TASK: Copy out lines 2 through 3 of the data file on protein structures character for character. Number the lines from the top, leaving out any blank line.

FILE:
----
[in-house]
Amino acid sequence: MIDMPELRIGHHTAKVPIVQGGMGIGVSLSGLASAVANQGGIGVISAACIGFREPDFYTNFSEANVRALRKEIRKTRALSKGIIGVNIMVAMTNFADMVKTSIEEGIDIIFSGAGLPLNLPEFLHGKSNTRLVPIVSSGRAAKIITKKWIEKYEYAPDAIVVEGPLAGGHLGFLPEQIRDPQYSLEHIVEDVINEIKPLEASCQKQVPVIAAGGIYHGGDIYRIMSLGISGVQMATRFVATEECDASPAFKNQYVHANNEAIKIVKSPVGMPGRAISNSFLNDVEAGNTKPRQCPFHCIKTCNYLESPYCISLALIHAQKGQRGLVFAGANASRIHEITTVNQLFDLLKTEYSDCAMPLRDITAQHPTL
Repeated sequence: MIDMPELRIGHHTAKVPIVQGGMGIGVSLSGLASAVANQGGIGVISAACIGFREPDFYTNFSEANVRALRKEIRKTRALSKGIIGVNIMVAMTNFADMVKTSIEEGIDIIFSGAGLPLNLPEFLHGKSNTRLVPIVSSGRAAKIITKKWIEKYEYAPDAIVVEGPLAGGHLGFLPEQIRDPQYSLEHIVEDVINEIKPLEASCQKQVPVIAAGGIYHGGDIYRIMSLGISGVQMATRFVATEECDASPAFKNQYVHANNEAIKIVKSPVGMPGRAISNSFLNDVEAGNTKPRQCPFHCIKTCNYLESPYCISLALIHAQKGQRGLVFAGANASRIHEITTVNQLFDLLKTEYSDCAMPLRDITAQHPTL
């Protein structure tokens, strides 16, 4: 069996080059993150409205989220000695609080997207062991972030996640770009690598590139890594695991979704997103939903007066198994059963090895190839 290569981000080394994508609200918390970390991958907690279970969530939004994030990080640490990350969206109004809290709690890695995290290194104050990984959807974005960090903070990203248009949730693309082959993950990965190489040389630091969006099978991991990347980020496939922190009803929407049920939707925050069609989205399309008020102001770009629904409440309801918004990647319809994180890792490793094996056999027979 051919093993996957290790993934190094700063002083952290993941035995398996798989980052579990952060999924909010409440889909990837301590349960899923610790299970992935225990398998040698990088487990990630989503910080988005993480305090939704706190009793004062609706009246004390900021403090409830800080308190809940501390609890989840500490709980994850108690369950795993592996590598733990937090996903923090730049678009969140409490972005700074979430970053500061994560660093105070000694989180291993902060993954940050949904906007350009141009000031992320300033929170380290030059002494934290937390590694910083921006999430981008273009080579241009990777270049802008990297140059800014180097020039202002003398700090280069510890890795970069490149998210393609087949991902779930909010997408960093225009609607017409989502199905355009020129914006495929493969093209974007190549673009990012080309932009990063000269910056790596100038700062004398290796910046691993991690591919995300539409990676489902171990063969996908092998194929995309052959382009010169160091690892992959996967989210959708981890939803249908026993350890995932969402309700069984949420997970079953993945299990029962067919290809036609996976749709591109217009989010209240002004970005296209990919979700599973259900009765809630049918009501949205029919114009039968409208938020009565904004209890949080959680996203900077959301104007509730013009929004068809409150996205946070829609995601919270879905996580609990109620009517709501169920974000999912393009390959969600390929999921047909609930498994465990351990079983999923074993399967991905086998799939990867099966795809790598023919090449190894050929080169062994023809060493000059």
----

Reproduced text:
Amino acid sequence: MIDMPELRIGHHTAKVPIVQGGMGIGVSLSGLASAVANQGGIGVISAACIGFREPDFYTNFSEANVRALRKEIRKTRALSKGIIGVNIMVAMTNFADMVKTSIEEGIDIIFSGAGLPLNLPEFLHGKSNTRLVPIVSSGRAAKIITKKWIEKYEYAPDAIVVEGPLAGGHLGFLPEQIRDPQYSLEHIVEDVINEIKPLEASCQKQVPVIAAGGIYHGGDIYRIMSLGISGVQMATRFVATEECDASPAFKNQYVHANNEAIKIVKSPVGMPGRAISNSFLNDVEAGNTKPRQCPFHCIKTCNYLESPYCISLALIHAQKGQRGLVFAGANASRIHEITTVNQLFDLLKTEYSDCAMPLRDITAQHPTL
Repeated sequence: MIDMPELRIGHHTAKVPIVQGGMGIGVSLSGLASAVANQGGIGVISAACIGFREPDFYTNFSEANVRALRKEIRKTRALSKGIIGVNIMVAMTNFADMVKTSIEEGIDIIFSGAGLPLNLPEFLHGKSNTRLVPIVSSGRAAKIITKKWIEKYEYAPDAIVVEGPLAGGHLGFLPEQIRDPQYSLEHIVEDVINEIKPLEASCQKQVPVIAAGGIYHGGDIYRIMSLGISGVQMATRFVATEECDASPAFKNQYVHANNEAIKIVKSPVGMPGRAISNSFLNDVEAGNTKPRQCPFHCIKTCNYLESPYCISLALIHAQKGQRGLVFAGANASRIHEITTVNQLFDLLKTEYSDCAMPLRDITAQHPTL